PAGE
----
Compressed natural gas, or CNG, vehicles emit half the greenhouse gases of gasoline-powered cars and are being used more for fleets. Waiting in the wings: Hydrogen-fueled cars, which may be the cleanest of all (especially if the hydrogen is produced using solar power). The first mass-market hydrogen cars won't come on the market until 2015, though some, such as the Honda Clarity, are already available for lease in parts of California.
Finally, there are hybrids. The Toyota Prius is the bestseller of the bunch and boasts the highest fuel economy of any car on the market (51 mpg city, 48 mpg highway), but other options include a new sporty, hybrid coupe from Honda called the CR-Z, which averages 37 mpg.
Startup: Toyota Yaris ($12,605). The fuel-efficient and inexpensive subcompact runs on regular gasoline. But what it lacks in sophisticated green technology, it makes up for in fuel efficiency (36 highway, 29 city) and dependability. Everything about it says, "Waste not, want not."
In the black: Audi A3 Diesel ($29,950). Diesel passenger cars aren't nearly as popular in the U.S. as in Europe, mostly because there are fewer models available and the fuel isn't found at every filling station. The fuel is also usually more expensive than 87-octane gas, but the extra pennies per gallon pay off in added fuel economy. The Audi A3 diesel gets42 mpg highway, 30 city.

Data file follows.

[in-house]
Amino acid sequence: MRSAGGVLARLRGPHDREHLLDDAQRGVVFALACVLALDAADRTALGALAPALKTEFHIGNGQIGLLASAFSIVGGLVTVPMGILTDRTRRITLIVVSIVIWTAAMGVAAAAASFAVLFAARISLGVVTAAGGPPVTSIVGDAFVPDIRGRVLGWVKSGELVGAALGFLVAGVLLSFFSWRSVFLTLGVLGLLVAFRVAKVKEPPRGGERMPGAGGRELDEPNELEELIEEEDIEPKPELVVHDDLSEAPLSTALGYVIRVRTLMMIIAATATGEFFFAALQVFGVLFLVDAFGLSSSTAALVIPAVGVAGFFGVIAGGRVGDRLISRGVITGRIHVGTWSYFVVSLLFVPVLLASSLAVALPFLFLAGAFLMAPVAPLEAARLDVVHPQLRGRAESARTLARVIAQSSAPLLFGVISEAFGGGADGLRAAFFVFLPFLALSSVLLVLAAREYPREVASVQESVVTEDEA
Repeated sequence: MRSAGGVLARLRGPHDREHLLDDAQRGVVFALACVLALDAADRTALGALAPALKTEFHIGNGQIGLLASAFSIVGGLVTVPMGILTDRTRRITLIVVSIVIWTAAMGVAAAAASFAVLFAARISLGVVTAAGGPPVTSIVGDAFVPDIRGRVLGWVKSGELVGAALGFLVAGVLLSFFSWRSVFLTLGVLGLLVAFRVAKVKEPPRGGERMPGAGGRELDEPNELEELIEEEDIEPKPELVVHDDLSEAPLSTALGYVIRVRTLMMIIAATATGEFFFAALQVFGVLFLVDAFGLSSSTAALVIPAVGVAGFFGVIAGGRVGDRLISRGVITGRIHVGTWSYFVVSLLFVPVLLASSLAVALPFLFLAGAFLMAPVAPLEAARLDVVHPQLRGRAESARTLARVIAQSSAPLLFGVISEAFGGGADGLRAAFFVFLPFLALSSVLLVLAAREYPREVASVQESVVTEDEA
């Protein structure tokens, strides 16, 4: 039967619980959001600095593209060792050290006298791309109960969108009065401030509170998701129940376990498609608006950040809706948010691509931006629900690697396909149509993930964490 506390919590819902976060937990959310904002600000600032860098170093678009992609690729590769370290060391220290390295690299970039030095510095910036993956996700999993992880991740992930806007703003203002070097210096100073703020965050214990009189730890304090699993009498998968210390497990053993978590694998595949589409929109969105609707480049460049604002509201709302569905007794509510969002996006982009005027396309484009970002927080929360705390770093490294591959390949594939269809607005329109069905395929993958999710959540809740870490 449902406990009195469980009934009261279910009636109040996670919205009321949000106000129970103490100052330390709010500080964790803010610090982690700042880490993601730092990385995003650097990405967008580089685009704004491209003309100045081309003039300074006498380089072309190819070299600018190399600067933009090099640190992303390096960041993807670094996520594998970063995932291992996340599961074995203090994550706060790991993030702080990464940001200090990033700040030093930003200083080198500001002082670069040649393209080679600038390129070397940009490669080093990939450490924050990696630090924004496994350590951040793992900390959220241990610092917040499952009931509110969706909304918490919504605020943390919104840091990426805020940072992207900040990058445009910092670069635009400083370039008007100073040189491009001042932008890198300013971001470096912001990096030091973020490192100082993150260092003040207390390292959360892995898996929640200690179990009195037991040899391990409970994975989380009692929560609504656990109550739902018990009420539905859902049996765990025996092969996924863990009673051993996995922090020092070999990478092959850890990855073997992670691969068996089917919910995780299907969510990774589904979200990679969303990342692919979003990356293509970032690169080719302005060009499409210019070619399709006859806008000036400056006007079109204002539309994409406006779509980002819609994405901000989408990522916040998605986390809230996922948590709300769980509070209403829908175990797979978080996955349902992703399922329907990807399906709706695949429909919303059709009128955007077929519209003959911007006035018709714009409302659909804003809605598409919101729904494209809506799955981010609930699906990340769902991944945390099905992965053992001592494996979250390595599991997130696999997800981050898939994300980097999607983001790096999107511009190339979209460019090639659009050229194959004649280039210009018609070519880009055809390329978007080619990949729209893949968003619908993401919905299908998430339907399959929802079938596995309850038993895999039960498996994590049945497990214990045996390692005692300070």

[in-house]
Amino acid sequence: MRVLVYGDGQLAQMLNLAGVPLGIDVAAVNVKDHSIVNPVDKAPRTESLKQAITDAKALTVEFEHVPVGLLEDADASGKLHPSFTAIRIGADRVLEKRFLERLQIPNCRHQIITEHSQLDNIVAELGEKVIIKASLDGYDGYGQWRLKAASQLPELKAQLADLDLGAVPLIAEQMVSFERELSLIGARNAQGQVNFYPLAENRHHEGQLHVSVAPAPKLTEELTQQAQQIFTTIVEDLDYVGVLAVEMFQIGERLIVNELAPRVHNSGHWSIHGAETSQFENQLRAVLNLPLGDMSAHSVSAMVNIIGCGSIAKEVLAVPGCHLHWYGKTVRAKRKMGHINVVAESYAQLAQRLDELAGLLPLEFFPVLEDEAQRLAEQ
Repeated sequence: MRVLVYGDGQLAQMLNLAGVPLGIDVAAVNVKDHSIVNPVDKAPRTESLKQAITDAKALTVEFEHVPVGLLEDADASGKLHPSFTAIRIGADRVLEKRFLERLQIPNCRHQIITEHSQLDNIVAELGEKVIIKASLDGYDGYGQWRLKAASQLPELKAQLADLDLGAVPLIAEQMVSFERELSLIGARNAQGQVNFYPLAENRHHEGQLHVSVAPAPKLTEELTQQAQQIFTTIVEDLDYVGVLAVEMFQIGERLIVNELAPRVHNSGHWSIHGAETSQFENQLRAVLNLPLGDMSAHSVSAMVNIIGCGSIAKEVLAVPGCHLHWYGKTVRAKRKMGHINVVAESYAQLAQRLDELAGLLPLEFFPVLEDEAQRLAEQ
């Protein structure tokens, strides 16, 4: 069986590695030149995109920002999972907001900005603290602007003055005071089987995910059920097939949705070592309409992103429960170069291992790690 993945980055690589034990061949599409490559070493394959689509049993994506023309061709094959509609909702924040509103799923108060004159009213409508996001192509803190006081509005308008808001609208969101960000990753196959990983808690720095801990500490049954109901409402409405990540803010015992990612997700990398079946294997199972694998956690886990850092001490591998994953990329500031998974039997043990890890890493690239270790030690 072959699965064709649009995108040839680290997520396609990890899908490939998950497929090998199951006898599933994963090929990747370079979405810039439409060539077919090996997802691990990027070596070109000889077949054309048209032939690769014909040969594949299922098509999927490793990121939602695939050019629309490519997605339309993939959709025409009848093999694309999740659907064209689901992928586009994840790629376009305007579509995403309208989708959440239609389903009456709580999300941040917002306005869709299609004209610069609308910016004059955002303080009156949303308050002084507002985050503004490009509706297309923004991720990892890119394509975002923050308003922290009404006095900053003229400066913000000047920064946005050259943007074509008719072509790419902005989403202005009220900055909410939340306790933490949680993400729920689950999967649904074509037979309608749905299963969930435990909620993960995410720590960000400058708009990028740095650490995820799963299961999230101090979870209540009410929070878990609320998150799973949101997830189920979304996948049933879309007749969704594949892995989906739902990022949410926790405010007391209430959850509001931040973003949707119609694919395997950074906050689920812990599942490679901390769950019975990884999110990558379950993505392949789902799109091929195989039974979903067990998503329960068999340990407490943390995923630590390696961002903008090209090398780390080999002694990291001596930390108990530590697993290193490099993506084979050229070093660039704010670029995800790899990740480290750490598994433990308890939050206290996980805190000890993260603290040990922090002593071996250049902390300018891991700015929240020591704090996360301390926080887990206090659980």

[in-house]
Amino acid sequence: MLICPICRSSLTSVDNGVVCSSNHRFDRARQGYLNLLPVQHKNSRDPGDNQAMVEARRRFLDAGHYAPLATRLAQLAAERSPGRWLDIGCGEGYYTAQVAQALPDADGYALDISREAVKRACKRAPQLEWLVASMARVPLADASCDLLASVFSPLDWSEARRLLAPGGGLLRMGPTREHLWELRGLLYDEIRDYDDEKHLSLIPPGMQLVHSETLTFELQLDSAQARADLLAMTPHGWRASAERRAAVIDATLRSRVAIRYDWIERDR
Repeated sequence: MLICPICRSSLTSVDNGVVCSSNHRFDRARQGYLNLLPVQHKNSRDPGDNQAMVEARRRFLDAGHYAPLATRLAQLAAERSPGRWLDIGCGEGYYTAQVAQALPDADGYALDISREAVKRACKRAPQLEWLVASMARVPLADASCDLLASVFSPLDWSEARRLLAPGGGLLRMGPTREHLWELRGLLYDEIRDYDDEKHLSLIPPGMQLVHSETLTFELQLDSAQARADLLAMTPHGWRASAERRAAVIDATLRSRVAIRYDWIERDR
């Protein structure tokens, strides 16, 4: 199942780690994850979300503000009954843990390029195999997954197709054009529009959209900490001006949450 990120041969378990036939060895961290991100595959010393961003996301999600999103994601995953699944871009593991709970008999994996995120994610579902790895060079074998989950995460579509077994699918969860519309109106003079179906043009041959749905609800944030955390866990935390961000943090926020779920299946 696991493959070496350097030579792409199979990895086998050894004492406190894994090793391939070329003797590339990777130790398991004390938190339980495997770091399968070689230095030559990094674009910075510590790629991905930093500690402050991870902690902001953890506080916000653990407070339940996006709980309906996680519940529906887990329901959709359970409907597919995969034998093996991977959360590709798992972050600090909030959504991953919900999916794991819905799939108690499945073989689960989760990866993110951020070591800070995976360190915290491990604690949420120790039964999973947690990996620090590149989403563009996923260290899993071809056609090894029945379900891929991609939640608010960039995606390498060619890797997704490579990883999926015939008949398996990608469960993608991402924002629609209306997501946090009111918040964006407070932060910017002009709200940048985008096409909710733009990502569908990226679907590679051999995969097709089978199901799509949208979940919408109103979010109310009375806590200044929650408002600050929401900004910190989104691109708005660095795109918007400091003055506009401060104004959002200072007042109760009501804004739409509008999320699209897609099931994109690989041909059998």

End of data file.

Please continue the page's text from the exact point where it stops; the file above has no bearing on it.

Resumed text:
After the IPO: Chevrolet Volt ($41,000, or $33,500 after applying the $7,500 federal tax credit). The Volt offers an elegant solution to the range anxiety all-electric plug-ins pose for some drivers. Its 40-mile all-electric range will cover most commutes. But it can also use a gas generator to recharge its batteries on the go.
My Car Is My Taxi Driver
Need something to steer you in the right direction? A top-flight navigation system, or GPS, will be critical. There are plenty of after-market options, including in-dash units that replace the stereo, and portable units from Garmin, TomTom and others. Although portables cost less and are more easily updated with the help of a PC, built-ins have advantages: The screens are typically larger and easier to see while driving. The voice-activated features are also well integrated with the car's Bluetooth or stereo systems. Higher-end nav systems, such as the NavTraffic system used by Porsche, have nicer displays, larger memories for destinations and can link together multi-stop routes. The downside is that built-in systems are pricey and drivers have to go to a dealer to update their map software.
Ford's Sync system skirts the update issue by leveraging drivers' phones. Using Google Maps, drivers can e-mail a destination to their phone; the car then coordinates that data with the car's GPS receiver to provide spoken directions in real time and display them in text on a small, in-dashboard screen. The screen isn't four-color and it doesn't show a map, but the system is always as up to date as Google Maps.
Startup: Portable Garmin Nuvi ($449.99) in your existing car. Comes with subscription-free traffic alerts.